Posted in Life

Soil, Food, Nutrition, Health

Soil is a mixture of minerals, organic matter, gases, liquids, and countless organisms that together support life on Earth. Soil is a natural body which has four important functions: all of which, in turn, modify the soil

  1. a medium for plant growth
  2. a means of water storage, supply and purification
  3. it is a modifier of Earth’s atmosphere
  4. it is a habitat for organisms

Soil consists of a solid phase of minerals and organic matter, as well as a porous phase that holds gases and water. Soil is a product of the influence of the climate, relief (elevation, orientation, and slope of terrain), organisms, and its parent materials (original minerals) interacting over time.  Soil continually undergoes development by way of numerous physical, chemical and biological processes, which include weathering with associated erosion.

The Sixteen elements or nutrients are essential for plant growth and reproduction are:

Carbon C        Hydrogen H                Oxygen O       Nitrogen N                  Phosphorus P

Potassium K    Sulfur S                       Calcium Ca     Magnesium Mg           Iron Fe

Boron B          Manganese Mn           Copper Cu      Zinc Zn                       Molybdenum Mo

Chlorine Cl

Nutrients required for plants to complete their life cycle are essential nutrients. Nutrients that enhance the growth but not necessary to complete the plant’s life cycle are considered non-essential. With the exception of carbon, hydrogen and oxygen, which are supplied by carbon dioxide and water, the nutrients derive originally from the mineral component of the soil. Minerals are the origin of those nutrients, the organic component of the soil is the reservoir for plant nutrients and they must be in the proper ionic form (with the exception of water and CO2). Nitrogen is the primary limiting nutrient and phosphorus is second to nitrogen as the primary nutrient for plants, animals and microorganisms.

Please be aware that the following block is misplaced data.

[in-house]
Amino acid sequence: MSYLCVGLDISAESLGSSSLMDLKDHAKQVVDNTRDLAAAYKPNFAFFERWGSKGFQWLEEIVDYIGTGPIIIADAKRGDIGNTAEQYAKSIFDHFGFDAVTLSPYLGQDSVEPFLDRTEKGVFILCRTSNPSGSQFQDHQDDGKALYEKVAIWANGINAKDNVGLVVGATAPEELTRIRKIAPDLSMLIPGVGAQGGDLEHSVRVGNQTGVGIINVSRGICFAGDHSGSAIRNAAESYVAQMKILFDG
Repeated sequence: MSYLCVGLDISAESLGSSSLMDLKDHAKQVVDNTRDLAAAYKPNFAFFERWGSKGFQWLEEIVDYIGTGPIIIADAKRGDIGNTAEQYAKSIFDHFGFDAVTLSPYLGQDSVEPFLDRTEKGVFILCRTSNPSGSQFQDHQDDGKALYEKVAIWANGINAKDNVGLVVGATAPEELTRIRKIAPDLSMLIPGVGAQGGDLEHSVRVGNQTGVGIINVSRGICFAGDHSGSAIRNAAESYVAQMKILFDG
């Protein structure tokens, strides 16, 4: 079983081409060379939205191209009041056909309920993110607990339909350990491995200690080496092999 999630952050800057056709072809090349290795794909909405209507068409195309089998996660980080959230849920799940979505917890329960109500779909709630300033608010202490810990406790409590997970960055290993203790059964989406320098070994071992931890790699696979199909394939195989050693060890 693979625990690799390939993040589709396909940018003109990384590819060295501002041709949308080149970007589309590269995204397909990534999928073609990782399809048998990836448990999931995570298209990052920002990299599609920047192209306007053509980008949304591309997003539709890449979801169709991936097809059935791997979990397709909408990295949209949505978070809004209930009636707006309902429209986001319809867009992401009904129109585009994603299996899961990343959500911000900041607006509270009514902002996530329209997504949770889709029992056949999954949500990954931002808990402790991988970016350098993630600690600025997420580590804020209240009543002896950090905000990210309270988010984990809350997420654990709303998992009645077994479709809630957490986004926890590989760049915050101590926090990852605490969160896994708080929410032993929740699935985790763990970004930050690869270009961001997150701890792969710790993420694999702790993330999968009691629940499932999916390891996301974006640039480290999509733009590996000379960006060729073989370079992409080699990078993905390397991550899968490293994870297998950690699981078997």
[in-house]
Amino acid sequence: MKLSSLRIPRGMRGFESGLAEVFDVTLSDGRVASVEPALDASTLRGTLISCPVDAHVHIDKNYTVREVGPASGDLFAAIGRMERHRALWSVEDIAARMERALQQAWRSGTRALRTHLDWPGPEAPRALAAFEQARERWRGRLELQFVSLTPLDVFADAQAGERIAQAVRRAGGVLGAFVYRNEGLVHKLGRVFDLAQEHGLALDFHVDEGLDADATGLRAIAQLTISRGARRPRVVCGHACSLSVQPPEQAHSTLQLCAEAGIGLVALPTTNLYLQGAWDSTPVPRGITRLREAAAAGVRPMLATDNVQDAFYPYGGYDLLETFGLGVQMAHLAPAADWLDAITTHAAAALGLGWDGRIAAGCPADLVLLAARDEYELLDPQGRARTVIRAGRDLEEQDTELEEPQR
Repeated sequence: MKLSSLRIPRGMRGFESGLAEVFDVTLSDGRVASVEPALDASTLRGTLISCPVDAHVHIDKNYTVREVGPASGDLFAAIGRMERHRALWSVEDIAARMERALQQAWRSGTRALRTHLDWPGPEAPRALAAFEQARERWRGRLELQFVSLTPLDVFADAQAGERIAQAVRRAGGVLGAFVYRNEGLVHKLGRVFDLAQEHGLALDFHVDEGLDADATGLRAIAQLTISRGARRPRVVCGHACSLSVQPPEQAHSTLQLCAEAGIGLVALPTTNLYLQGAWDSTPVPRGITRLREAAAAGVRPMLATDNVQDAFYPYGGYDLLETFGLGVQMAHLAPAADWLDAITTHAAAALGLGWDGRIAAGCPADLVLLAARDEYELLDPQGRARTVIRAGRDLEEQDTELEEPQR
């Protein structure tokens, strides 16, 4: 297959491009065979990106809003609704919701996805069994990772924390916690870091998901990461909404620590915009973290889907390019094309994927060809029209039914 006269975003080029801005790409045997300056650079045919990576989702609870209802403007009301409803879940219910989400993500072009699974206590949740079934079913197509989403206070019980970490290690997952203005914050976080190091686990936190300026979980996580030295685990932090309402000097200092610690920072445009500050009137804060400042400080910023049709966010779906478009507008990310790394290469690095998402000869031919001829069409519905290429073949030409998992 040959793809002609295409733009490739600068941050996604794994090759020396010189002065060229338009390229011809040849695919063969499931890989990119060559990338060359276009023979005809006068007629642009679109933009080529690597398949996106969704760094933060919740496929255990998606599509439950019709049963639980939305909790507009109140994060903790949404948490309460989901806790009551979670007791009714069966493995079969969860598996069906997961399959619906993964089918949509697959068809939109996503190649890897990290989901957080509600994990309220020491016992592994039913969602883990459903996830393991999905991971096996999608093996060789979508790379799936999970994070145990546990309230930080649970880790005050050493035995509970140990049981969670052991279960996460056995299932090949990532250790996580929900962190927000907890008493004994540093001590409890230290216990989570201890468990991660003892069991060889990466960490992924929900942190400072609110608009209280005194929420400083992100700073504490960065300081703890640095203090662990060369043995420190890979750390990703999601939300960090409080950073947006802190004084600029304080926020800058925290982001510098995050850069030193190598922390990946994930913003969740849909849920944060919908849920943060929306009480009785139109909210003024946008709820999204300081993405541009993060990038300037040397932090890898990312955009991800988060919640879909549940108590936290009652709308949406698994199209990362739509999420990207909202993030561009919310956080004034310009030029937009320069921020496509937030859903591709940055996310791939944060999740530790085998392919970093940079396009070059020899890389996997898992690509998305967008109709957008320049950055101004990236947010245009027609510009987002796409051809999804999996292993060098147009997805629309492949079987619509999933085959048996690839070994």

A study by Donald Davis and researchers from the University of Texas (UT) at Austin’s published in December 2004 in the Journal of the American College of Nutrition, studied the USDA nutritional data from both 1950 and 1999. 43 different vegetables and fruits, were found to have “reliable declines” in the amount of protein, calcium, phosphorus, iron, riboflavin (vitamin B2) and vitamin C over the past half century. Declining nutritional content due to the agricultural practices designed to improve specific traits (size, growth rate, pest resistance) other than nutrition.

In several sets of study nutrient data from:

1930 – 1980

  • 20 vegetables the average calcium content decreased by 19%
  • Iron decreased by 22%
  • Potassium decreased by 14%

1950 to 1999

  • Average calcium levels in 12 Fresh vegetables dropped 27%
  • Iron levels decreased by 37%
  • Vitamin A levels decreased by 21%
  • Vitamin C levels decreased by 30%

Yet another study concluded that one would have to eat eight oranges today to get the same amount of Vitamin A as our grandparents would have gotten from one.

In North America, we have seen an average of 85% mineral depletion over the past 100 years, worse than of any other country in the world, and modern farming practices do not, and are not making it better. Chemical fertilizers that focus on yields, not nutrition only replace a handful of trace minerals.

If you think the malnutrition is about the money people do not have or they cannot afford the “good” food, Bullshit! For the vast majority of the food we buy is either not nutritional in any way (Corn or any bi-product of) or has lost much of its original nutritional value.

We have to be knowledgeable, ask for better, demand for better, do it yourself, grow it yourself… It is not easy and some may say and I believe I agree, it never was. “Work for your food, and it will work for you”! I just made that up and I truly believe and know it.

Thank you.

Advertisements

Author:

Raised on a 20 acre farm with all the animals in rural Indiana. Picked up rocks out of farm field before planting season, cooked in a pancake house for a couple years, worked in a factory, joined the Navy, back to the factory then College. It went by so fast.

Leave a Reply

Fill in your details below or click an icon to log in:

WordPress.com Logo

You are commenting using your WordPress.com account. Log Out / Change )

Twitter picture

You are commenting using your Twitter account. Log Out / Change )

Facebook photo

You are commenting using your Facebook account. Log Out / Change )

Google+ photo

You are commenting using your Google+ account. Log Out / Change )

Connecting to %s